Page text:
Bjarne Melgaard with Bob Recine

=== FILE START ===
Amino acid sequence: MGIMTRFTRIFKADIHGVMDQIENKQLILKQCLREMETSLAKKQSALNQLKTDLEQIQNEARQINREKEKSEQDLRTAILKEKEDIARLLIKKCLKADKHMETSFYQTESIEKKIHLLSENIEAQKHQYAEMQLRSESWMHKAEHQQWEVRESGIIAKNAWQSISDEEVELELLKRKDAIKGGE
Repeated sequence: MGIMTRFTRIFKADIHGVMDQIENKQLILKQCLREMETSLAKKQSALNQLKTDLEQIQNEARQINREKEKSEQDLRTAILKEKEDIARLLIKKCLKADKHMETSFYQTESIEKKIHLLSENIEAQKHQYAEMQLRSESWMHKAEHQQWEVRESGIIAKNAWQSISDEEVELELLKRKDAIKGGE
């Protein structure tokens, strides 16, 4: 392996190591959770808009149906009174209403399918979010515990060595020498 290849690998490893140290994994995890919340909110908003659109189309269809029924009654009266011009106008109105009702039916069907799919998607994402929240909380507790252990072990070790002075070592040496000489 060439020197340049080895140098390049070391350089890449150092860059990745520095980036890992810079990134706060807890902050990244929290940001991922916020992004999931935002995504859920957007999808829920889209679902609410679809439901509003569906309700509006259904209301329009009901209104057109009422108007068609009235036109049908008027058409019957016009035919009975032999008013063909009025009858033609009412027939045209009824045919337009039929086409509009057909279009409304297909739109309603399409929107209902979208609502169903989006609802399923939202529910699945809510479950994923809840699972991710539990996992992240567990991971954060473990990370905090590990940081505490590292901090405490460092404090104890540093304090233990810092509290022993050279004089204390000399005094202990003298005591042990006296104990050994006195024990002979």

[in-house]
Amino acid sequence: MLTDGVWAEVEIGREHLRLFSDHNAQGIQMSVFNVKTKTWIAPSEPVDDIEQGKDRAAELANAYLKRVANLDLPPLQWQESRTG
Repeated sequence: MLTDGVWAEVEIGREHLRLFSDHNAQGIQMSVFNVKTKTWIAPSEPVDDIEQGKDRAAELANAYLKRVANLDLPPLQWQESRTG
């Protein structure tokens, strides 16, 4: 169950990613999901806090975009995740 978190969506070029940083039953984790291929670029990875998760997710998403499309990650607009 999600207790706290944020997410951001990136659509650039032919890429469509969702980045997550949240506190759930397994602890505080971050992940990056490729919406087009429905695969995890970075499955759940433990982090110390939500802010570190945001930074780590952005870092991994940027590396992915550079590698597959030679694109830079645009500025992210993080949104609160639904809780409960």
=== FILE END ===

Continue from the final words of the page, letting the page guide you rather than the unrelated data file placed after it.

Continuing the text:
In the heyday of mid-1990s neo-conceptualism, Bjarne Melgaard enters the Norwegian art scene with expressionistic and chaotic paintings, sculptures and installations full of desire and fearful longings staged somewhere in between fiction and reality. Mastering the line of drawing and the architecture of installation, he takes spectators into a labyrinth of layered and complex narratives, in which subjects are excessive and destructive, and where strokes and splashes take on the shape of otherworldly phenomena, often to the soundtrack of outrageous and violent words. Melgaard has traveled extensively for more than 15 years, taking up residence in Oslo, Poznan, Warsaw, Maastricht, Antwerp, Amsterdam, Sidney, Brussels, Copenhagen, Berlin, Barcelona and New York. During this time, he has created multiples worlds while breaking down artistic boundaries and questioning the limits of morality. When his visions are exhibited in galleries and museums, they tend to provoke extreme reactions. In this mid-career retrospective at the Astrup Fearnley Museet in Oslo, a broad selection of his works are included across a spectrum of media – drawings, paintings, sculptures and installations – to give the audience an insightful experience of his artistic project, and a deeper understanding of what motivates his complicated and dark scenarios. Melgaard’s art belongs to a long tradition of expressionism that can be traced back to Edward Munch – Melgaard’s spiritual and stylistic mentor – and to the founding of Die Brucke in Dresden in 1905 (by Ernst Ludwig Kirchner, Erich Heckel, Karl Schmidt-Rottluf and Emil Nolde). It peaked with the activities of Der Blaue Reiter (formed by Wassily Kandinsky, Franz Marc, August Macke and Paul Klee) just before the outbreak of the First World War. Rather than promoting a uniform and easily definable style, expressionism cherished the portrayal of inner tensions, contradictions and conflicts. Thus it represented a rupture with existing artistic conventions, which dictated that works of art portray an exterior reality. In its broadest sense, expressionism denotes a visual act that manifests the inner experience of the artist at the moment of creation and therefore implicitly deviates from academic or classical standards. The spiritual foundations of the movement were inspired by the Dionysian vitality of Friedrich Nietzsche’s writings and Henri Bergson’s élan vital, notions that gained popularity in the late 19th century. For many years, expressionism remained a latent art current in Europe, and particularly so in Germany and the Nordic countries. The Cobra movement, headed by Asger Jorn and Karel Appel from the late 1940s, was essentially an amalgamation of expressionism and surrealism, but with an increased emphasis on spontaneity over Freudian automatism. In the early 1960s, expressionist principles found resonance in the work of artists like Georg Baselitz, Markus Lupertz and Bernd Koberling (who would later occupy an important presence on the Norwegian art scene), who reacted against the then prevalent influence of abstract art and also stood out against the more objective and rational movement of conceptual art in the 1970s. The Viennese Actionists in the late 1960s and early 1970s were a further variation of expressionist ideas whereby artists including Otto Muehl, Günter Brus, Rudolf Schwarzkogler and Hermann Nitsch staged extreme and often violent happenings to bring art into life. Their Orgien-Mysterien-Theater presented orgiastic events followed by a series of performance-paintings involving the physical presence of the audience. The real turning point came with the appearance of the Junge Wilde in the late 1970s, a group of young German artists including Rainer Fetting, Helmut Middendorf, Salomé and Bernd Zimmer in Berlin, Walter Dahn and Jiri Georg Dokoupil in Cologne, and Martin Kippenberger, Werner Büettner and brothers Albert and Markus Oehlen in Hamburg. Their paintings were figurative and spiritual, passionate and ironic and often contained strong social and political commentary. Together they were influential in generating the international movement of neo-expressionism that dominated much of the 1980s. An instinctive and genuine painter, Bjarne Melgaard adopts expressionist language in his works – or, perhaps more accurately, he has become adopted by this introspective style. His images grow from that emptiness where his artistic desires and inner demons meet. When creating his works, he will jump on the first spontaneous idea he gets, without preconception. He developed his characteristic formal language in the mid-1990s, and this period, in particular, reflects the real pleasure Melgaard takes in painting and the feelings and sensuality that go into each line – drawn or painted – sometimes taking his works to the verge of pure abstraction. Most of the time, however, we encounter male subjects within a homo-erotically charged environment. It is a complex, even chaotic, pictorial world where figures and objects seem to metamorphose in indefinable ways from one state to another. Melgaard invents fantastical scenes, or rather, he “renders visible” dreams and fantasies, as if trying to make them real. To emphasise the connection to an exterior reality, he sometimes incorporates images and photographs cut out from magazines into his works. These clippings serve to anchor them in a given moment in time and provide each work with a fundamental identity. In addition, Melgaard frequently makes use of text – fragmented sentences, exclamations and singular words – to balance the graphic, visual element with the phoneme, the small, segmental units of sound. Together, words, paintings, drawings, and sculptures become like one overarching installation, which seems to submerge and overwhelm the spectator in their own particular time and space. His works are animated by a surrealistic impulse and are loaded with punctual symbolic references almost always explicitly sexual and violent in nature. The same references appear again and again throughout his works, as if an obsession. Animals like dogs, monkeys, penguins, octopuses and kangaroos are often portrayed together with black holes and penises. The word “fuck” becomes an ongoing theme, both metaphorically or literally: “artist fucked in his head,” “fuck Africa,” “fuck you,” “fuck me,” “fuck Bruce Nauman”… This is the artist speaking, repeatedly telling the spectator and the world who he is, a homosexual and an outsider, while at the same time taking on different transient identities – Casanova, Rob Bobel, Bernard St. Summiere, Raoul – in his attempt to challenge repressive social conventions, expectations and prejudices. It is an attempt to stage autobiographical fiction, and to approach absolute freedom. After a period of predominantly narcissistic works in which he engages deeply with his own sexuality and specific sexual encounters, Melgaard shifts his focus onto wider and more general subject matter inspired by the popular science-fiction film from 1968, Planet of the Apes. Directed by Franklin J. Schaffner and starring Charlton Heston in the lead role, this film was loosely based on Pierre Boulle’s novel La planète des singes from 1963. The Planet of the Apes by Melgaard (2000) is a vast epic that tells an intricate story of racism and exclusion in the contemporary western world. It casts the relationship between apes and humans as a metaphor for the complicated relationship between different races and, not least, between homo- and heterosexuals. These gigantic works (ranging in size from 6 to 7 meters) tell stories with a host of geographical and historical references. More so than his earlier works, they are constructions, and seem to conflate the distinct mediums of sculpture, painting, drawing into sundry collages. Formally, the style is more constrained and the use of language more subdued than in most of the artist’s other works, although vulgar and transgressive subject matter creeps in from time to time, most notably in the sculptures. This is increasingly the case as Melgaard became influenced by the Black Metal world in the 1990s. Fascinated by the philosophy and social attitude of Norwegian black metal rockers, championing anti-authority, anti-Christian and anti-bourgeois attitudes, the artist brings their particular aesthetics into his perverted and unique pictorial world of homosexuality, sadomachosim, drugs and extreme violence. Both in terms of subject matter and style, his works become more violently expressive and the artist seems to adopt the role of the “invisible third partner” in different acts of sex, violence, and even death. Melgaard has often likened the act of creation to prostitution, characterising the painting as a whore or a slut – and it becomes increasingly obvious that he “paints with his penis.” Following on from The Planet of the Apes and his experiences with Black Metal, Melgaard reverts back to a more introspective style of expression and enlists hermitic subject matter where human figures resemble animals and imaginary monsters symbolise the artist, himself, and his experience of suffering, solitude, and emptiness. This period in his career (from 2003 to 2008), where he lives in Berlin and then Barcelona, coincides with an escalating use of drugs and steroids. The words and phrases within his works become more aggressive than sensual and the creative process itself appears divorced from the excitement, frustration and exhaustion conveyed. And then, about a year and a half ago, Melgaard made his latest move to date, to New York City. As he has adapted to a new life style, the pleasure of painting seems to have returned. New kinds of projects are initiated, although the overall subject matter and obsessive style remain the same. He has radically changed his way of working, hiring assistants to reproduce selected images to a pre-specified degree of photorealism, on top of which he then inserts his own instinctive, expressionistic, art brut style. This body of works can be seen together as a painted novel, with references to the American magazine Made in USA as well as to different images of the artist and his mother and father, taken from his family album. Once again, it’s fictional self-biography. Although we can talk of Melgaard’s oeuvre in terms of different stylistic periods corresponding to a greater or lesser degree to various chapters in his life, his art is a continued, and ongoing, flow of real and imagined narratives. All elements of his works, whether photographs, drawings, paintings, sculptures, installations, films, books and catalogue, tell us the same story of exclusion and invoke the same quest for the individual’s total freedom. Melgaard situates himself within a Nietzschean discourse of instincts and passions, morality and normality. He is engaged with the extent to which people are socially conditioned, pressured by existing moral and religious guidelines to conform to a specific idea of normality. For Melgaard (as for Nietzsche), passion always goes beyond reason and is inherently anti-social in nature. And he is acutely aware that “these passions must be further developed if life is to be further developed.” (Nietzsche, Beyond Good and Evil, p.23) Frequently rejected by society – as a child, as a homosexual, at the State Art School of Norway (Kunstakademiet and Kunst – og Handverkskolen, where his application was rejected six times), and never belonging to a particular artistic group – Melgaard has through his position as an artist found a way to communicate with a society which he never really felt part of. Through this position, he is able to raise specific and pointed questions about the notion of normality and the reasons for social exclusion. He questions, and outright rejects, any form of authority, order and conformity, and adopts different, transient identities in his attack on modern society as a social contract of behaviour. By engaging with topics of discrimination, racism, sadomasochistic homosexuality, drugs, torture, extreme suffering and death, often using local Norwegian sub-cultures as reference, Melgaard’s contorted figures, his apes and other animals, and provocative phrases, are directed straight at the society in which he grew up. The artist challenges boundaries and conventions in the name of personal, absolute freedom. Melgaard has reinvented expressionism in an intense dialog with its historical figures, including Munch, Jorn, Baselitz and Kippenberger. Yet we see throughout his works a notion of constancy and repetition, the latter in a Deleuzeien sense which does not refer to seriality, but repetition as that “which may include difference within itself” (Gilles Deleuze, Difference and Repetition, 1968/1994). This aspect of repetition or obsessive constancy also relates to Roland Barthes’ notion of style which transcends all forms of writing: “le style a toujours quelque chose de brut: il est une forme sans destination, il est comme une produit d’une poussée, non d’une intention, il est comme une dimension verticale et solitaire de la pensée. Ses références sont au niveau d’une biologie ou d’un passé, non d’une Histoire: il est la “chose” de l’écrivain, sa splendeur et sa prison, il est sa solitude…” (Roland Barthes, Le Dégres Zéro de l’Écriture, 1953, pp.12 and 14) (Style is always something raw: It’s a form without destination, it’s like the result of a thrust, not an intention, it’s like a vertical and solitary dimension of thought. Its references are on the level of biology or the past, not History: it’s the “thing” of the writer, her splendour and her prison, it’s her solitude.” We encounter constancy and repetition throughout Melgaard’s career. His homoerotic and violent imagery resonates within his raw expressionistic style, where a line or a trace sometimes give form to figures or remain on the paper or canvas simply as an echo of his subjectivity. His obsession with sexuality, and his endorsement of sexual behaviour that transgresses societal norms, forms a constant in his works. It is possible to gather from Melgaard’s compositions how he first establishes his subjects within the picture frame and then witness his subjective interference with the initial drawing, building up an increasingly intense reaction towards it, resulting in a certain climactic or destructive act. More often than not, one can sense the intense pleasure the artist derives from this creational process, although this pleasure often seems mixed with violence. An ambiguous but productive relationship exists between text and imagery, style and subject matter. Within this multi-layered aesthetic chaos, amidst this violent écriture of lines, scribbles, splashes and traces, one can see and feel the energy and emotional intensity that went into it. Bjarne Melgaard’s style emerges from the overall physicality of his works and the excesses of each brushstroke. It is almost as if his subjects speak through the artist as spirits through a medium, and in turn provide him with a tool for transforming his phantasms into an act of liberation.